Various adjuvants that may be incorporated in the invented fabric softening detergent compositions, either by separate additions in the manufacturing process or in the aqueous detergent before mixing with the clay, are those that are well known in the art which, despite the presences of only relatively minor proportions, impart desirable characteristics to the final product. They include, but are not limited to chelating agents or sequestrants, e.g., EDTA, NTA, colorants, perfumes, optical brighteners, stabilizers, anti-oxidants, anti-redeposition agents and soil release promoters. However, often most of such adjuvants will be incorporated in the builder composition portion of any built detergent composition to be made or will be post-added, so that the turbodrying process can be better controlled (without such adjuvants affecting it).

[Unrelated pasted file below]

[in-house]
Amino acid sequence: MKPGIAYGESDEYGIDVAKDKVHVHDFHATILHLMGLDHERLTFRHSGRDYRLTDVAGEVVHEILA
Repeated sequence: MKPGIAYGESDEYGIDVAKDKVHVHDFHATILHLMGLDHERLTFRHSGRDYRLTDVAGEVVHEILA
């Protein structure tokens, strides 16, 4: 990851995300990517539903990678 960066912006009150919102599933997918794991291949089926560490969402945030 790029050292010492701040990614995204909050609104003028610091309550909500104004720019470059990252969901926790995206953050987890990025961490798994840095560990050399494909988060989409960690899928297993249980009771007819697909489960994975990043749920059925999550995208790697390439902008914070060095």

The described detergent-bentonite particulate product may be employed as made, or may be utilized as a detersive component of various detergent compositions, including hard surface cleaners, scouring cleansers and bleaching detergent compositions, but it will preferably be used as the detersive (and fabric softening) component of a built laundry detergent composition, in which case it will be mixed with a builder composition, the builder of which improves the detersive action of the anionic detergent component of the agglomerate. Such builder composition will preferably be in spray dried bead form, having been spray dried from an aqueous crutcher mix of the components thereof, but it is within the broader aspects of the present invention to mix components or sub-combinations of components of the builder composition with the turbodried particles, and it is also within the invention to post-add other components of the final composition to the mix.